Ancient History/Greece/Hellenistic Greece

Hellenistic Greece 336 - 146 BCE

This period is marked by the decline of Athens and Sparta as external forces pressed upon the war-weary alliances of the Greek city-states. Philip II of Macedon, building upon the legacy of his grand-father and father, would set in motion a series of events that would lead to Rome's eventual domination of Greece. However this was to be in the future for during his reign he had incurred the wrath of Rome by his support for their enemies - a slight they never forgot. Cleopatra was a descendant of a Macedonian general and the Battle of Actium in 31 BCE where the forces of Octavian defeated those of Mark Anthony and Cleopatra marked the end of Macedonian control of Greece, Egypt and Asia Minor. It was the son of Philip II, Alexander the Great, who had conquered the East but it was Philip II who had conquered Greece. The empire of Rome was forged out of the Greek world and their achievements and failures.

The Macedonians, who history records as being a fractious people, gave us one of the greatest philosophers in Aristotle. There is no doubt that Macedon was a Hellenistic kingdom whose legacy to the world was as profound as that of Athens yet we still feel a tinge of regret that it was achieved by the sword and not ideas. Yet for all the powers exhibited by the Socratic dialogues of the Athenian Plato it is the earthly Macedonian Aristotle who bequeathed to the modern world the rational enlightenment that we proudly claim as our greatest achievement. Aristotle's philosophy and science were forged in Athens for he was a long-term resident of that polis. There would be no papyrus describing the Macedonian constitution for Kings allow of no law above themselves. Bear in mind that the "Athenian Constitution" was written by Aristotle not Plato. Sometimes the most valued commentators are those who are not embroiled in the biases of allegiance.

The salient point that democracy was born in Athens yet never held much sway on the practical Macedonians, whose city states were minor kingdoms whose rulers eventually were brought under the power of Philip II, should be kept in mind. The Hellenistic period does not prove that Athenian democracy is the ship without a captain that Plato considered the weakest of constitutions for Sparta capitulated to the Macedonians readily. The Spartans themselves cannot be accused of defeat for the Macedonians accorded their city state much honor recognizing a kindred warrior spirit. As with all achievements by men of personalty Macedonian power could only last as long as the natural life span of those who were willing to defend it. So despite the corpus of Aristotle we still hold up Athens as the corner-stone of democracy. We cast an Athenian vote in our modern elections yet the Macedonians and Spartans highlight that war and power are never far from severing the citizen's right to representation.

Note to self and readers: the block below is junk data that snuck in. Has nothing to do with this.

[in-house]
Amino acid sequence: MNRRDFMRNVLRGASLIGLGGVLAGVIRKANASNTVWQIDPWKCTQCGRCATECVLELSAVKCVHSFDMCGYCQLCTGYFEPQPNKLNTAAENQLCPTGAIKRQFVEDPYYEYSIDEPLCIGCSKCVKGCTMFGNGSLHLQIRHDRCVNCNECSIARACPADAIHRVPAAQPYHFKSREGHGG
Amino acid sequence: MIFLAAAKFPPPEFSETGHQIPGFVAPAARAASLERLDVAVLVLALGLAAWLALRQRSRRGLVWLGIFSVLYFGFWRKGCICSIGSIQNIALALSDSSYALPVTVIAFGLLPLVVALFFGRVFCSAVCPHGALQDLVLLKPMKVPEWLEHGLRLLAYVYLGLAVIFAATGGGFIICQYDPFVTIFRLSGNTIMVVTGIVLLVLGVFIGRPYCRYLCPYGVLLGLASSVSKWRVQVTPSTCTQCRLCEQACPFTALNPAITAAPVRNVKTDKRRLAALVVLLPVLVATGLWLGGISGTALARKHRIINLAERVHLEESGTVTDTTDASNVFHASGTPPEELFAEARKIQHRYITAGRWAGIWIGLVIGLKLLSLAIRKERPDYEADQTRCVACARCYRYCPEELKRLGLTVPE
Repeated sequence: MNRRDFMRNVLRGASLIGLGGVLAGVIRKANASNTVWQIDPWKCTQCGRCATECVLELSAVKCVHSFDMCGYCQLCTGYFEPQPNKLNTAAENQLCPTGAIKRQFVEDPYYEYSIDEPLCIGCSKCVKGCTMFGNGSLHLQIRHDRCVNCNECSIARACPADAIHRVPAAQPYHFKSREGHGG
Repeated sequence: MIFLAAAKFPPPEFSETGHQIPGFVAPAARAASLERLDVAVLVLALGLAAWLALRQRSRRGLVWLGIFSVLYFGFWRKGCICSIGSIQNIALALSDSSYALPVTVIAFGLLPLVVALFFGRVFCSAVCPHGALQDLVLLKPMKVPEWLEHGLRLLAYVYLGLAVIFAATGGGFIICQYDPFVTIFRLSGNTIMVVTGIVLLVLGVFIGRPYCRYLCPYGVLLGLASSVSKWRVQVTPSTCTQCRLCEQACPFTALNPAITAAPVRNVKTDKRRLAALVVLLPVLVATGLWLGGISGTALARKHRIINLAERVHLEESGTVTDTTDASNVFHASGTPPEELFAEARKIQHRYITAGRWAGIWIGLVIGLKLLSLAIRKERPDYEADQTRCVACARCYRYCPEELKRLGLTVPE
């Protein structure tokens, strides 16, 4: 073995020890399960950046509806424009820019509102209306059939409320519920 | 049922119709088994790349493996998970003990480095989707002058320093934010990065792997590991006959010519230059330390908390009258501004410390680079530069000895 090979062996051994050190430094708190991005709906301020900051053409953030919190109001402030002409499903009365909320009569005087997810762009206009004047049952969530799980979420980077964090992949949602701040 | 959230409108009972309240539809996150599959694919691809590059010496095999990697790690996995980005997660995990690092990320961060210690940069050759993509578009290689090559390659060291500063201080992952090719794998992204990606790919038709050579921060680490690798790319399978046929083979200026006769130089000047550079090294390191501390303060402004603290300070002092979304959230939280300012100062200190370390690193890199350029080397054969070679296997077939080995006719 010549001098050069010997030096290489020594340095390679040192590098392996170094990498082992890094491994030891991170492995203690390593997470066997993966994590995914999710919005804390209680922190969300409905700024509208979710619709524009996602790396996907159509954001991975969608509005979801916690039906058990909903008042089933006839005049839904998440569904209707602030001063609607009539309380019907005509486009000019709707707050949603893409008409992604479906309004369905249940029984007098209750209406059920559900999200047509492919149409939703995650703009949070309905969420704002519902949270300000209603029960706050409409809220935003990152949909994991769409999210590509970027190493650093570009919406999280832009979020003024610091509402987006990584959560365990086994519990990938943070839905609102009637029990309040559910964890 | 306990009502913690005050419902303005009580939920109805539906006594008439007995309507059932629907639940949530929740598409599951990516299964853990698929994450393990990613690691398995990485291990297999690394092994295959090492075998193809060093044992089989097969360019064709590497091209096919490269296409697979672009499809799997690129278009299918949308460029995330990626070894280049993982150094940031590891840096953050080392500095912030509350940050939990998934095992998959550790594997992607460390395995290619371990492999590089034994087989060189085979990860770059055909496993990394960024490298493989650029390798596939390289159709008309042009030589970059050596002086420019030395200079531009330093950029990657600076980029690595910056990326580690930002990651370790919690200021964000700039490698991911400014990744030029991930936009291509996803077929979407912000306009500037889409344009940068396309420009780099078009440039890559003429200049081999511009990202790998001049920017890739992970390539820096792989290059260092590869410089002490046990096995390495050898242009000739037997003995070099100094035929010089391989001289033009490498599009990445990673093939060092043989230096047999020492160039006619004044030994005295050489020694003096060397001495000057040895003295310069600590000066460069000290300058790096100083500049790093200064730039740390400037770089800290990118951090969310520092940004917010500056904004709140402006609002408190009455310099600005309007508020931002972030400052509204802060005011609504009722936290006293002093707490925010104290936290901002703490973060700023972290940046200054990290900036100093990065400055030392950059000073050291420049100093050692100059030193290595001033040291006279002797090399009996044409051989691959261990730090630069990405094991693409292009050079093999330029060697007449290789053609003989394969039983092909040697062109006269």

Alexander the Great

The Battle of Issus, when Alexander the Great defeated the Persian army of King Darius, took place in 333 BCE. This Roman mosaic unearthed at Pompeii dates approximately to 100 BCE. The legend of Alexander was still alive two centuries after his death.

There is a distinction between myths and legends. It is one of mortality. Alexander the Great was thirty-two years old when he died. During his brief life he conquered vast lands in which he founded new cities based on the Greek polis. The boundary stone to his adventures lay at the edge of present day Afghanistan, where still a tribe claim to be the modern day descendants of his army, when his men refused to travel into India. During the long journey back Alexander died in Babylon which we now call Iraq. The modern city of Alexandria in Egypt still bears his name two thousand years after his death. It was one of many cities named after him. The epithet "great" is not one of conquest for Alexander was steeped in the Hellenistic tradition of aversion to cultural tyranny. There are no Alexandrian edicts forbidding the Egyptians, Assyrians, Babylonians and Persians from following their own traditions and culture. The epithet is given because he willingly met the conditions of the people he conquered seeking not to reject their cultures but to embrace their diversity. The Alexandrian edict that offers proof of this is the mass marriages of his senior officer to noble Persian women in the city of Susa in Iran. Upon his death the empire was fought over by his generals. Within a few generations Rome would seize the remnants of the Macedonian conquests.

Ancient Greece: Introduction · 01 · 02 · 03 · 04 · 05